The College appealed the decision to the Office of the President, imputing grave abuse of discretion to the Secretary. On February 16, 1989, Executive Secretary Catalino Macaraig, Jr., finding “no reason to disturb” the contested decision, affirmed it.

On March 2, 1989, the College went to court. It filed Civil Case No. 1385 in the court of respondent Judge Daniel P. Alfonso against Secretary Quisumbing in her capacity as Secretary of Education, Culture and Sports, questioning the decision as illegal, oppressive, arbitrary and discriminatory and applied for a writ of preliminary injunction to restrain its implementation. The writ was issued as prayed for, by order of the respondent Judge dated May 10, 1989, ruled that the inspection of June 18, 1988 was the principal basis of the closure order, and on such basis sustained the claim of the College that the inspection was done in an “arbitrary and haphazard manner” by a team of inspectors who had already prejudged the school.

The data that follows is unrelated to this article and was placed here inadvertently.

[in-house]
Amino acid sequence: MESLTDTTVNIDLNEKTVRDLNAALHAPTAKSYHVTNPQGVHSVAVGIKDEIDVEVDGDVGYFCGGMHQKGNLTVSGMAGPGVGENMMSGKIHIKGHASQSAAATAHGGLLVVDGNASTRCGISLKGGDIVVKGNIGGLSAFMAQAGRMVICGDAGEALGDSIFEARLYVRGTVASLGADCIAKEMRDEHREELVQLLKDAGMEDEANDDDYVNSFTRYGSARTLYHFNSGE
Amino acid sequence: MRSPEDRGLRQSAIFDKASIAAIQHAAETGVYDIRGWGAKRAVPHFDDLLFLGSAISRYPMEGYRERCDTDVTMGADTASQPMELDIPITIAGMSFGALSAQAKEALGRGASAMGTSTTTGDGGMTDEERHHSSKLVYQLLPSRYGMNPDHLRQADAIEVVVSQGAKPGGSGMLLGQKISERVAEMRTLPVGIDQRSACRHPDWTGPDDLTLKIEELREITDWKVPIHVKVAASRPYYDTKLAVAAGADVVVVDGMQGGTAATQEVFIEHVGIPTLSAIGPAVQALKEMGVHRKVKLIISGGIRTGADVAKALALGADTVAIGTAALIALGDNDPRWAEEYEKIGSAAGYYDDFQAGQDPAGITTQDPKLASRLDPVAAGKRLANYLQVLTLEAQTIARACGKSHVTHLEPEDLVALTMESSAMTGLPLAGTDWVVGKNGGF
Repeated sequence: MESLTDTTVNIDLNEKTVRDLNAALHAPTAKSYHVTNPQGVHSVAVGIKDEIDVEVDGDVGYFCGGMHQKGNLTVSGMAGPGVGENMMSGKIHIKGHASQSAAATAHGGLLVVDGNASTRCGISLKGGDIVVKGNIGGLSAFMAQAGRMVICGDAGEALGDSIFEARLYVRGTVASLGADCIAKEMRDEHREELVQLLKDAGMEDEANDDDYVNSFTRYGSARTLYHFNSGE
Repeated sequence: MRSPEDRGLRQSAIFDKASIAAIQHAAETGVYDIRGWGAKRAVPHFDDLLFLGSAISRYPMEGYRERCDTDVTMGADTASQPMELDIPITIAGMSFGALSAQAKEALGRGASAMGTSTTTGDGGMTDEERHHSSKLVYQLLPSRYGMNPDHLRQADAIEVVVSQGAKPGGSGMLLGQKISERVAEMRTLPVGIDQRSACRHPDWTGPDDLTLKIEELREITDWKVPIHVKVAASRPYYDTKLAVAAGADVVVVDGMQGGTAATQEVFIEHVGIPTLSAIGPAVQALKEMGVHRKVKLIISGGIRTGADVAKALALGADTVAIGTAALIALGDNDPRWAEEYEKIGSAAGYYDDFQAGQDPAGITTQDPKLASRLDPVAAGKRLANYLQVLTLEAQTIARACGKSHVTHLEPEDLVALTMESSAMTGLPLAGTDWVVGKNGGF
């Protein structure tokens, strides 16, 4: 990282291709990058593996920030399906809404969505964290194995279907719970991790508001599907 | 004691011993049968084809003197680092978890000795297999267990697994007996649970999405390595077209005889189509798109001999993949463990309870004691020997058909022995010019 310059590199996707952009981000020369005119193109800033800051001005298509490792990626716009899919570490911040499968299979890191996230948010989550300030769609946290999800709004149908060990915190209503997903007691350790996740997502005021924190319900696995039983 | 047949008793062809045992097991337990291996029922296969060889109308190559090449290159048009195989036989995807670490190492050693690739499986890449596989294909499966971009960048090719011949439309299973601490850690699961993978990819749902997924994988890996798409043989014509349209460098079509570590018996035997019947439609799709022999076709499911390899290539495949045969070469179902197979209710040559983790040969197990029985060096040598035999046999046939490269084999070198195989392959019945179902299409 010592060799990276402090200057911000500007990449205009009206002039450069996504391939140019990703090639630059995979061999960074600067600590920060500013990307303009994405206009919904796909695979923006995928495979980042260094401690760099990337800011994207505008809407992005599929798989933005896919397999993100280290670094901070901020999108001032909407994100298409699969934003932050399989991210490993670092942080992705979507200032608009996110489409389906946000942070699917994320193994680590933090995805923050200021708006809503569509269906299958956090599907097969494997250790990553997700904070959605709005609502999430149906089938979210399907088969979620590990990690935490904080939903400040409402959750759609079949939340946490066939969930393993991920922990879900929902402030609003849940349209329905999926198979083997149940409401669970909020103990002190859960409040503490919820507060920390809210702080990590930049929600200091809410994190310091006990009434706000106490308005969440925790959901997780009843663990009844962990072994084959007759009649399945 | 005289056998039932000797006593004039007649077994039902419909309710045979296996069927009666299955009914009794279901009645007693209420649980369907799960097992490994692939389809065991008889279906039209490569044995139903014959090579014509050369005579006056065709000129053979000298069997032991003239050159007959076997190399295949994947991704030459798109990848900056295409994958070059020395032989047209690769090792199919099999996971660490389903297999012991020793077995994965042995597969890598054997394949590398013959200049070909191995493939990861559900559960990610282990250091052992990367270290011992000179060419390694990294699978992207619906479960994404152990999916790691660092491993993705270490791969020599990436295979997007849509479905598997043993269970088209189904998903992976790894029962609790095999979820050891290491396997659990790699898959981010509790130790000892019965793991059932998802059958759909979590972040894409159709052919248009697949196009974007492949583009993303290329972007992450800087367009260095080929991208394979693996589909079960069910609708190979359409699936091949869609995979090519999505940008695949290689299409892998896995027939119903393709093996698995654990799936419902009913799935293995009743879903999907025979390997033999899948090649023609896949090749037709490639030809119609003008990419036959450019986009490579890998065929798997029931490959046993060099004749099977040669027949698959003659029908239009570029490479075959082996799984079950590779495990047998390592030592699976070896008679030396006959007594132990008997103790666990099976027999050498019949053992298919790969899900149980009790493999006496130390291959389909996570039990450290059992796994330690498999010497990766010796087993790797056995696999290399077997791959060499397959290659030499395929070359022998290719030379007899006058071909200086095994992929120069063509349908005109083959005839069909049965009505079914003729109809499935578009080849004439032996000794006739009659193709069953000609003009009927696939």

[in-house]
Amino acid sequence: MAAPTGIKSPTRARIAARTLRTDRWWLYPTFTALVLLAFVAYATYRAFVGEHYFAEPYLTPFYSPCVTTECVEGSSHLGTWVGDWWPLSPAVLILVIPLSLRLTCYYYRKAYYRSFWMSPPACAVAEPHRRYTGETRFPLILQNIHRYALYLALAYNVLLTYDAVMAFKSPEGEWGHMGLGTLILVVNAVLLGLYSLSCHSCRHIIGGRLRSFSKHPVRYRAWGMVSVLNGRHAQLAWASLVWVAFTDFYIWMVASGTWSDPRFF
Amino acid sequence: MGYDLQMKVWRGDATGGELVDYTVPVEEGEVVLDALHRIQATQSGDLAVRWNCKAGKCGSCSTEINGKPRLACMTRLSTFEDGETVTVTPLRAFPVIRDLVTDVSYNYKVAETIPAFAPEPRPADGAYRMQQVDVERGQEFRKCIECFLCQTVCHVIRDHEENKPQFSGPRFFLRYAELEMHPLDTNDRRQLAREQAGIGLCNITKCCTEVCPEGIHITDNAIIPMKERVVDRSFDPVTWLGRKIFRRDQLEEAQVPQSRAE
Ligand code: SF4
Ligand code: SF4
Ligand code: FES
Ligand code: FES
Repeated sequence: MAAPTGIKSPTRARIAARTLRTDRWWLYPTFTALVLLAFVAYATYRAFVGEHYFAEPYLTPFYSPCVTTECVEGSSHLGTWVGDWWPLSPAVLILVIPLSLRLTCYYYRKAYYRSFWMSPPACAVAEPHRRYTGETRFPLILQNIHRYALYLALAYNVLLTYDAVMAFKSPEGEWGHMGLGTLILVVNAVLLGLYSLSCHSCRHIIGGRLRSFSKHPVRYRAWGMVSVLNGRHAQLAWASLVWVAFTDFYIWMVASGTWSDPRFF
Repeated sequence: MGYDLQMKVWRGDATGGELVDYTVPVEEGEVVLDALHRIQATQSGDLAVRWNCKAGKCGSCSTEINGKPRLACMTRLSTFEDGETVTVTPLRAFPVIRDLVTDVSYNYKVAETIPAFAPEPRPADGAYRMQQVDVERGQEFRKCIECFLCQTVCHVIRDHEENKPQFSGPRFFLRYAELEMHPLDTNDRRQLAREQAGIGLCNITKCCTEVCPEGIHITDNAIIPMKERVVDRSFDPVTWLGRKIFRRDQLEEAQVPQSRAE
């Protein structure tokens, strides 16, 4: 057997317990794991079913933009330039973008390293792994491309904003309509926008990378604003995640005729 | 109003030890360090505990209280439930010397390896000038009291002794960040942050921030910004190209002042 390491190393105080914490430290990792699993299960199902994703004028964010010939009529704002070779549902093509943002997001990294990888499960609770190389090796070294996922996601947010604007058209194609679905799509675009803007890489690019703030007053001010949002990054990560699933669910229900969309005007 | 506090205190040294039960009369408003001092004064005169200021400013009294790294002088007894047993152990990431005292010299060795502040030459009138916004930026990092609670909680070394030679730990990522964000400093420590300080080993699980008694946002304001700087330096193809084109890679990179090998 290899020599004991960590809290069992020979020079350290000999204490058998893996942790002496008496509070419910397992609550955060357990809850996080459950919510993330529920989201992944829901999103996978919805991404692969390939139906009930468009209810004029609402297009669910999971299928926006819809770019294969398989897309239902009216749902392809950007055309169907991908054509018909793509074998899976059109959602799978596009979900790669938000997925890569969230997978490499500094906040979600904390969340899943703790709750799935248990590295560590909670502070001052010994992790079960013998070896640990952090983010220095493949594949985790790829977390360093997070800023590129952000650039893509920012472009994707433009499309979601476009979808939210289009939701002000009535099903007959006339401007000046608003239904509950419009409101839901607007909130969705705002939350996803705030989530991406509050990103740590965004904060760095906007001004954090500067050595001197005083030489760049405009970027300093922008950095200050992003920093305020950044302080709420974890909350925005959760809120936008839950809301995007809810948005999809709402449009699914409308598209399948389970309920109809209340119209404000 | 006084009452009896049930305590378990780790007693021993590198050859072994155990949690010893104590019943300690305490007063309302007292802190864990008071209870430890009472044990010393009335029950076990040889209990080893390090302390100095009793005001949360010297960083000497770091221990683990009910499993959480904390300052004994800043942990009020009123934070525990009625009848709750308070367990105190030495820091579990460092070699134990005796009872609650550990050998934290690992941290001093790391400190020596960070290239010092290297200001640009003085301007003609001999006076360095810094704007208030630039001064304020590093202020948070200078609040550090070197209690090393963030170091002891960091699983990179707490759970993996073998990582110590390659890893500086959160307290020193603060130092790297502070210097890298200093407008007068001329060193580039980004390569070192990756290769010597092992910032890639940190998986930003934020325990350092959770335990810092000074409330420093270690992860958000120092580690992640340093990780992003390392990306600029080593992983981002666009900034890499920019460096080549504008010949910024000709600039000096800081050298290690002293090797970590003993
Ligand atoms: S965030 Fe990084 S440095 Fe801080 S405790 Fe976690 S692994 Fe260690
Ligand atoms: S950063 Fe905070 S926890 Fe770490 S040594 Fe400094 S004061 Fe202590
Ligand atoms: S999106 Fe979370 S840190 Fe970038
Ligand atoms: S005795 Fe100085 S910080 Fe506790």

Whether or not the order of injunction dated May 10, 1989 was issued with grave abuse of discretion and a restraining order against its enforcement as well as for the dismissal of the action may be instituted in the court a quo.


The petition is hereby granted and the temporary restraining order issued by the Court is made permanent. The questioned writ of preliminary injunction dated May 10, 1989 is set aside and respondent Judge is ordered to dismiss Civil Case No. 1385.

Respondent Judge gravely abused his discretion in substituting his judgment for theirs. It is well-settled doctrine that courts of justice should not generally interfere with purely administrative and discretionary functions; that courts have no supervisory power over the proceedings and actions of the administrative departments of the government; involving the exercise of judgment and findings of facts, because by reason of their special knowledge and expertise over matters falling under their jurisdiction, the latter are in a better position to pass judgment on such matters and in their findings of facts in that regard are generally accorded respect, if not finality, by the courts. There are, to be sure, exceptions to this general rule but none of them obtains in this case.